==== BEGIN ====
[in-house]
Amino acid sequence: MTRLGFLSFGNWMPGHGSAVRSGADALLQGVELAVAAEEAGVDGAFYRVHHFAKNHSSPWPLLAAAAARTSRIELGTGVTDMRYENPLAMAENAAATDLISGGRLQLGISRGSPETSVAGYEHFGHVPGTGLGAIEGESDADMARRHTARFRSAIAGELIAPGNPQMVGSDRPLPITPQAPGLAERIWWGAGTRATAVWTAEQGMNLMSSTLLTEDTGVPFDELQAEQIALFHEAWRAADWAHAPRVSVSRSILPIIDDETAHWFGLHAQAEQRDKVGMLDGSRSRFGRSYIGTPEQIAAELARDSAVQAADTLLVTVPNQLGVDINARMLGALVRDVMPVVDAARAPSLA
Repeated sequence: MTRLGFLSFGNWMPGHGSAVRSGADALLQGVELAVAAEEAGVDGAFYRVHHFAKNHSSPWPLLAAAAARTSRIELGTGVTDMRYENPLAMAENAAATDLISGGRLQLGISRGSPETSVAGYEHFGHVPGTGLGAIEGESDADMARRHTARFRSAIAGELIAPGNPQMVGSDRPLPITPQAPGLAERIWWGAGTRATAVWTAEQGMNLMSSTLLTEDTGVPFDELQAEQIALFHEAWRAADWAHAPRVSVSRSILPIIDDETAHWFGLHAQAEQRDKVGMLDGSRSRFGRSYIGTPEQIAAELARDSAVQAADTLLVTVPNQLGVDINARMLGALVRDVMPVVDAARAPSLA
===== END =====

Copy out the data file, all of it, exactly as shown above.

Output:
[in-house]
Amino acid sequence: MTRLGFLSFGNWMPGHGSAVRSGADALLQGVELAVAAEEAGVDGAFYRVHHFAKNHSSPWPLLAAAAARTSRIELGTGVTDMRYENPLAMAENAAATDLISGGRLQLGISRGSPETSVAGYEHFGHVPGTGLGAIEGESDADMARRHTARFRSAIAGELIAPGNPQMVGSDRPLPITPQAPGLAERIWWGAGTRATAVWTAEQGMNLMSSTLLTEDTGVPFDELQAEQIALFHEAWRAADWAHAPRVSVSRSILPIIDDETAHWFGLHAQAEQRDKVGMLDGSRSRFGRSYIGTPEQIAAELARDSAVQAADTLLVTVPNQLGVDINARMLGALVRDVMPVVDAARAPSLA
Repeated sequence: MTRLGFLSFGNWMPGHGSAVRSGADALLQGVELAVAAEEAGVDGAFYRVHHFAKNHSSPWPLLAAAAARTSRIELGTGVTDMRYENPLAMAENAAATDLISGGRLQLGISRGSPETSVAGYEHFGHVPGTGLGAIEGESDADMARRHTARFRSAIAGELIAPGNPQMVGSDRPLPITPQAPGLAERIWWGAGTRATAVWTAEQGMNLMSSTLLTEDTGVPFDELQAEQIALFHEAWRAADWAHAPRVSVSRSILPIIDDETAHWFGLHAQAEQRDKVGMLDGSRSRFGRSYIGTPEQIAAELARDSAVQAADTLLVTVPNQLGVDINARMLGALVRDVMPVVDAARAPSLA